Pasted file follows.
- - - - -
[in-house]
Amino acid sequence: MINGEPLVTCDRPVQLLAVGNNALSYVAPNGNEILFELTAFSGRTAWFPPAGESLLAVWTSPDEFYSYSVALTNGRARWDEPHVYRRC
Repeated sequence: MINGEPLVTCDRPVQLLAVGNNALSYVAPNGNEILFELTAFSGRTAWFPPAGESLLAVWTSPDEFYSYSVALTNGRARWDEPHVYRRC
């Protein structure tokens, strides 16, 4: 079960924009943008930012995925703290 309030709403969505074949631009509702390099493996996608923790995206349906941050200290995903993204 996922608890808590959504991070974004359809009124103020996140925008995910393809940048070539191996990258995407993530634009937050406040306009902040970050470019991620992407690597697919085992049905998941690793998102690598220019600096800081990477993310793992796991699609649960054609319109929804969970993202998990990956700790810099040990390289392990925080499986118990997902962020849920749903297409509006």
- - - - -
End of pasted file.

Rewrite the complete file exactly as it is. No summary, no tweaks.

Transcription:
[in-house]
Amino acid sequence: MINGEPLVTCDRPVQLLAVGNNALSYVAPNGNEILFELTAFSGRTAWFPPAGESLLAVWTSPDEFYSYSVALTNGRARWDEPHVYRRC
Repeated sequence: MINGEPLVTCDRPVQLLAVGNNALSYVAPNGNEILFELTAFSGRTAWFPPAGESLLAVWTSPDEFYSYSVALTNGRARWDEPHVYRRC
């Protein structure tokens, strides 16, 4: 079960924009943008930012995925703290 309030709403969505074949631009509702390099493996996608923790995206349906941050200290995903993204 996922608890808590959504991070974004359809009124103020996140925008995910393809940048070539191996990258995407993530634009937050406040306009902040970050470019991620992407690597697919085992049905998941690793998102690598220019600096800081990477993310793992796991699609649960054609319109929804969970993202998990990956700790810099040990390289392990925080499986118990997902962020849920749903297409509006």